I created that glossary and others like it because I found that people in my workshops often had questions about the vocabulary that I and others were using. Distributing the glossary provides everyone in the workshop with a common vocabulary to use. Using that common vocabulary gives people a higher level of comfort in asking questions and more precision in articulating what they need from me.

We give students vocabulary lists and glossaries in our classrooms. We should do the same in professional development settings.

Supporting Teachers With Four Blog Posts

On Tuesday afternoon I met with the instructional technology facilitators in Mooresville, North Carolina. They are a great group of people doing excellent work with teachers and students. One of the things that we talked about during our meeting was how to share our ideas for using educational technology with the people that we serve. And, of course, we talked about how to support those people once we’ve shared our ideas with them.

One of the suggestions that I made to the group was to develop a four part messaging system to support the ideas we share with teachers. The system starts with a post on your blog in which you introduce a tool or strategy. That post should also be sent as an email. Then for the next couple of weeks write follow-up posts that support the implementation of the idea in the first post. These follow-up posts could be along the lines of “five ways to use X,” “five teachers who have used X,” “five things you might not have thought about regarding X.” These follow-up posts can also be sent as emails. The overall purpose of this strategy is to remind and provide reinforcement for your ideas about educational technology.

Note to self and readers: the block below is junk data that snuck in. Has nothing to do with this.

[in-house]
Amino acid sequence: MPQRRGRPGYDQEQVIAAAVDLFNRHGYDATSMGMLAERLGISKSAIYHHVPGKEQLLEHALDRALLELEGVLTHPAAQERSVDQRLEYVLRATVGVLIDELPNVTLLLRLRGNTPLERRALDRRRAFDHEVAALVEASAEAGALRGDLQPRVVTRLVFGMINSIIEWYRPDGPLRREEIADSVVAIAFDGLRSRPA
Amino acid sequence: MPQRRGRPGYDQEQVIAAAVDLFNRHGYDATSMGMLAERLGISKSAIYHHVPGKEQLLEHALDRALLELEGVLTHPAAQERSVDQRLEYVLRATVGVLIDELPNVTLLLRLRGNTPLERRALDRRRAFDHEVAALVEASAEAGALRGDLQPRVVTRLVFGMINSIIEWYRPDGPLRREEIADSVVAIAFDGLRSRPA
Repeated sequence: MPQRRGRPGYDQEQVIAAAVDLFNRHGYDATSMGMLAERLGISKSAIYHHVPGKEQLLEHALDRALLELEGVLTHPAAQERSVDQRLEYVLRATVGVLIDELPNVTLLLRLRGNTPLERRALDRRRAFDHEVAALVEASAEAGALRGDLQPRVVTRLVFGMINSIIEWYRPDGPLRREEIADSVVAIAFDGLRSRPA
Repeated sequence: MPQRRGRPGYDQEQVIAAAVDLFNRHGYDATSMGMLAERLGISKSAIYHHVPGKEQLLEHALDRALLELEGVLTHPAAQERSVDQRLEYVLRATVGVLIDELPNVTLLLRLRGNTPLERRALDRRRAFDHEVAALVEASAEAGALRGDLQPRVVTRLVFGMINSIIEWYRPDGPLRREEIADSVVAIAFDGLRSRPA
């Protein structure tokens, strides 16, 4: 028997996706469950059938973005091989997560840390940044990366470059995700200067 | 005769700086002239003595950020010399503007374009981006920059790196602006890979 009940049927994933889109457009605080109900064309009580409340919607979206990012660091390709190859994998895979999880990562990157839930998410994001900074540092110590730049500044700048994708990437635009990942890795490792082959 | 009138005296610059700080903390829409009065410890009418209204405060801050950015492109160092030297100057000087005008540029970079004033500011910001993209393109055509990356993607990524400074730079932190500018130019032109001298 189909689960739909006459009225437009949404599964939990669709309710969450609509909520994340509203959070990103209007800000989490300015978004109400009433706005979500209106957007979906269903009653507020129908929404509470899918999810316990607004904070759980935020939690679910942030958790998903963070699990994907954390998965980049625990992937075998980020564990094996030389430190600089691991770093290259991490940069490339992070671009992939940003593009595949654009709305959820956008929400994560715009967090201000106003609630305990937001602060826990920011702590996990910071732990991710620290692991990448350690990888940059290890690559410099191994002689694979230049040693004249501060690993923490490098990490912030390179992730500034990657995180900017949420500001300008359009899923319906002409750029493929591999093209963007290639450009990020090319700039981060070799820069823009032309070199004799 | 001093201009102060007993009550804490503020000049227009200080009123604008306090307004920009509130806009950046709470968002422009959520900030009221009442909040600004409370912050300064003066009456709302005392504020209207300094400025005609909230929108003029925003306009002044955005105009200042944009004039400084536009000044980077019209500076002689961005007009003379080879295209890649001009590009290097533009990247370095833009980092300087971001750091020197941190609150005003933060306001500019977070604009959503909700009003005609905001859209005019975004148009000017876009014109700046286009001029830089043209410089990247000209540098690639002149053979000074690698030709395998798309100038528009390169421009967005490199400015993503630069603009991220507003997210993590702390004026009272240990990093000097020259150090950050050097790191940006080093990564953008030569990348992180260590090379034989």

Here’s how I have implemented this strategy in the past when introducing people to Thinglink.
  1. Introductory post that includes an explanation of what Thinglink does and how it works.
  2. A post about five ways to use Thinglink. A reference back to the introductory post is included for the folks who missed it the first time.
  3. A post with examples of Thinglink projects completed by students. Again, a link to the introductory post is included for the folks who missed it the first time.
  4. A post introducing some less-obvious uses of Thinglink including some examples of app-smashing with Thinglink. For example, I often combine the use of PicMonkey and Thinglink. As with the two previous posts I include a link back to the introductory post that offers instruction on how to use Thinglink.

Using Hootsuite to Spread Your School's Message

Last month I shared an outline for distributing your school and classroom messages to as many people as possible. Hootsuite is one of the tools that I mentioned, briefly, in that outline. Hootsuite allows you to schedule Tweets and Facebook posts to appear on a schedule of your choosing.

Reasons for scheduling Tweets and Facebook posts: 
1. You're busy and might not have time to log-in and post on a daily basis.
2. You want to repeat your Tweets and Facebook posts.
3. You want to populate your Twitter feed with messages related to a school event. Use the hashtag you've chosen for the event in your Tweets. This could encourage parents and students to use the same hashtag in their Tweets.

Why you want to repeat Tweets and Facebook posts:
Twitter and Facebook updates stream past most of us at a pace that is faster than we can follow. If you post your message only once, you have only one opportunity to grab the attention of students and parents who are following your classroom or school Tweets and Facebook posts. Use Hootsuite to schedule your messages to appear in the morning and the evening.